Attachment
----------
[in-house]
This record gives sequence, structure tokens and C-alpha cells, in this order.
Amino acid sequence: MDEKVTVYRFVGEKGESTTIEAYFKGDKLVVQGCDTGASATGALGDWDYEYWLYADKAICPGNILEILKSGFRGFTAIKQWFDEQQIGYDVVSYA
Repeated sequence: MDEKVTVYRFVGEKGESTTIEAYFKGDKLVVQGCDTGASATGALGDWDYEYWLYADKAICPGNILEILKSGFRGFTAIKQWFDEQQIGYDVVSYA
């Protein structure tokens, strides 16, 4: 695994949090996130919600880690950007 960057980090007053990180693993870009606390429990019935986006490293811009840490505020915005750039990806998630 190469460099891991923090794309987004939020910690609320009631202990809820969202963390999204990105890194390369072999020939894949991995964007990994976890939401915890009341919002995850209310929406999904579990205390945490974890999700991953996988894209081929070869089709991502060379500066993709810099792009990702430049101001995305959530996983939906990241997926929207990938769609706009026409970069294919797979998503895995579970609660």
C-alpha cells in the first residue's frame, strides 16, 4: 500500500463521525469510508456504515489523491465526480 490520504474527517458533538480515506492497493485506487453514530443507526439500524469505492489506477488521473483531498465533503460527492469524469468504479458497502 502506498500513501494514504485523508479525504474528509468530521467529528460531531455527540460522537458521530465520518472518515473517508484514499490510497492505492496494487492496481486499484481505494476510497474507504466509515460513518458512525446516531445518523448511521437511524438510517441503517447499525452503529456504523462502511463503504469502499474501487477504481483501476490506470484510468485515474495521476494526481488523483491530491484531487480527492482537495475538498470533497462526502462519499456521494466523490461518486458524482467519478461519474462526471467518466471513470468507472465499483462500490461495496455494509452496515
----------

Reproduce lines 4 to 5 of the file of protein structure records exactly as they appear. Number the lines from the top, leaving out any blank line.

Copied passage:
Repeated sequence: MDEKVTVYRFVGEKGESTTIEAYFKGDKLVVQGCDTGASATGALGDWDYEYWLYADKAICPGNILEILKSGFRGFTAIKQWFDEQQIGYDVVSYA
């Protein structure tokens, strides 16, 4: 695994949090996130919600880690950007 960057980090007053990180693993870009606390429990019935986006490293811009840490505020915005750039990806998630 190469460099891991923090794309987004939020910690609320009631202990809820969202963390999204990105890194390369072999020939894949991995964007990994976890939401915890009341919002995850209310929406999904579990205390945490974890999700991953996988894209081929070869089709991502060379500066993709810099792009990702430049101001995305959530996983939906990241997926929207990938769609706009026409970069294919797979998503895995579970609660």